There’s no sign that the two-day-old NHL lockout will end any time soon, with both the players and owners appearing to dig into their positions.

The players have been locked out since 11:59 p.m. Saturday, after months of negotiations failed to result in a contract agreement by the deadline.

The NHL pre-season is set to begin on Sept. 23, with the regular season scheduled to start on Oct. 11. But that will only happen if a deal can be reached between NHL Commissioner Gary Bettman, and the NHLPA’s Executive Director Donald Fehr.

That looks unlikely at this point, said TSN hockey insider Darren Dreger.

“It’s going to be a while because you’ve got both sides crying solidarity,” Dreger told CTV’s Canada AM on Monday. “There’s great resolve from the players’ association certainly and the owners as well saying look, if we don’t fix it now we’re going to be going through this cycle again at the conclusion of whatever agreement they come to terms with. So this could be a while.”

The two sides haven’t met since Wednesday, when a three-hour bargaining session resulted in little or no progress. At the centre of the dispute is the players’ share of revenues, which owners want to reduce.

Under the previous seven-year agreement, players received 57 per cent of revenue the league brings in. However, owners reportedly hope to bump that down to about 47 per cent.

“While our last CBA negotiation resulted in a seismic change in the League's economic system, and produced corresponding on-ice benefits, our current negotiation is focused on a fairer and more sustainable division of revenues with the Players,” the NHL said in a statement Sunday.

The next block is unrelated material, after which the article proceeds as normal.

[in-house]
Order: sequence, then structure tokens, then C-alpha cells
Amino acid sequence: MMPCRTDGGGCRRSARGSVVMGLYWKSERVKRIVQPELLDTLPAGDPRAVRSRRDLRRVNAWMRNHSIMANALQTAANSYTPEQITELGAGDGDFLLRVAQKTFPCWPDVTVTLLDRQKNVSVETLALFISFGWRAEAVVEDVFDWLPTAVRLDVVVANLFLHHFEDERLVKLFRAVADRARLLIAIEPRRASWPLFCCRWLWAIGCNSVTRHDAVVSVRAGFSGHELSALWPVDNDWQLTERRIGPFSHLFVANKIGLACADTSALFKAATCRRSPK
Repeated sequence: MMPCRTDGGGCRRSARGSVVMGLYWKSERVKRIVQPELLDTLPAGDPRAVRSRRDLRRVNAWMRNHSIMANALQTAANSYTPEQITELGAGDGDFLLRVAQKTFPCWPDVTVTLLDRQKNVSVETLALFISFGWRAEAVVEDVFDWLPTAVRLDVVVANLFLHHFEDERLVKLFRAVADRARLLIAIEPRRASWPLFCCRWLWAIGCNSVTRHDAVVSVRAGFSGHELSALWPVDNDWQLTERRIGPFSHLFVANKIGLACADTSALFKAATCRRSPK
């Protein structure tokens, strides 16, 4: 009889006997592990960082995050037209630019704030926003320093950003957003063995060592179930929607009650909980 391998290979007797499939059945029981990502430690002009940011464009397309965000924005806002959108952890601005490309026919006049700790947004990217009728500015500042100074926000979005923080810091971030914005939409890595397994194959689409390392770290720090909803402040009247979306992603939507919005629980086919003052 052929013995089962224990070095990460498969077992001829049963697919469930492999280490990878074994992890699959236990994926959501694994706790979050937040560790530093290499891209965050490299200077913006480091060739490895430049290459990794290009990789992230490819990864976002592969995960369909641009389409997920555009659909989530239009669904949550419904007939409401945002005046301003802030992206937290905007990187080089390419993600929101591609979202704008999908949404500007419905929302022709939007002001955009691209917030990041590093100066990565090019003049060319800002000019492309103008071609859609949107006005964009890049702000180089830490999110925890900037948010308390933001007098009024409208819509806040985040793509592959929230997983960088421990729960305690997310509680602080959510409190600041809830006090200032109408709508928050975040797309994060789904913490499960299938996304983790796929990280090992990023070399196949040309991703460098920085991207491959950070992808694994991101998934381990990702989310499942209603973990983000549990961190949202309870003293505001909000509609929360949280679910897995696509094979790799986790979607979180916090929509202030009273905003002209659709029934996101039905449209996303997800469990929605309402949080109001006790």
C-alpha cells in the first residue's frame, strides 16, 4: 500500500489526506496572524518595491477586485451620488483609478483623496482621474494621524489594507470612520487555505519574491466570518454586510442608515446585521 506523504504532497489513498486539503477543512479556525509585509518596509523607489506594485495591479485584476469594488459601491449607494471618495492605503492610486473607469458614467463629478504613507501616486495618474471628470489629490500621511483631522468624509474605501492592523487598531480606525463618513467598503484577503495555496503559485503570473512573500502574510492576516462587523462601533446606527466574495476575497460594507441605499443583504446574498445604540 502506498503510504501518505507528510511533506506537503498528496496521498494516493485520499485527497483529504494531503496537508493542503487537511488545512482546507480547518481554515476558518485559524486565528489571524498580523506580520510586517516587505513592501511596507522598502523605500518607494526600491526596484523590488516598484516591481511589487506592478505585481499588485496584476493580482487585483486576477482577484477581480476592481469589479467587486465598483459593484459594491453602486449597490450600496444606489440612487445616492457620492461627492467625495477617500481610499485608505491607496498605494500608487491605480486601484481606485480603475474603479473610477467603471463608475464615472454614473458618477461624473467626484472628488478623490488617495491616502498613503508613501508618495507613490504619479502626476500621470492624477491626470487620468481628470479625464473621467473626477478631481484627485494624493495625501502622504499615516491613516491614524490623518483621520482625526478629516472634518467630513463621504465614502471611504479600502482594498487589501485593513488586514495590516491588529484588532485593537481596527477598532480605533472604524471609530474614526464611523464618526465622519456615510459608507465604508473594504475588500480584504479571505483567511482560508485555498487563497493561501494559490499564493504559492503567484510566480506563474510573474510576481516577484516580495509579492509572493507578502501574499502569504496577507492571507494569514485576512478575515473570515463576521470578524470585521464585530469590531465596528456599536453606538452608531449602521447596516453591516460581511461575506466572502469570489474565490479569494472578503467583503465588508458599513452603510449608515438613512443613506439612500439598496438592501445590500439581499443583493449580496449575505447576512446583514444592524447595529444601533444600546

The players have said, through Fehr, that they’re willing to take a smaller piece of the revenue pie, as long as larger market clubs are willing to commit to helping smaller teams, with less of a fan base, to stay afloat.

The labour dispute marks the third time in 20 years that the NHL and players have reached an impasse. However, unlike during past disputes, Dreger said public opinion appears largely on the side of the players, who have offered to keep playing while negotiations are underway. Owners, however, have said that’s not an option.

Jonathan Gatehouse, a senior correspondent with Maclean’s magazine, recently wrote a book about Bettman called “The Instigator.” He said the NHL’s commissioner isn’t likely to back down from a fight, and agreed it could be some time before the two sides reach an agreement.

“He’s the guy who’s there to be hated, like the villain in pro wrestling. But we’ve gone beyond that. As I say in the book, he may have been Frankenstein’s monster but now the monster controls the castle,” Gatehouse told CTV News Channel.

Bettman represented the league during the two previous labour disputes --- one in the 1990s and another in 2004-2005 -- when he went so far as to cancel an entire season in order to achieve his goals, the only NHL commissioner to ever do so.

However, Fehr is an equally tough customer, Gatehouse said.

“He’s a very formidable man, very clever, every inch Bettman’s equal. It’s going to be a titanic clash of egos…but at the end of the day they both know there’s billions of dollars to be divided up and they’re going to do it,” Gatehouse said.

The NHL could begin announcing, as early as this week, the cancellation of the first pre-season games.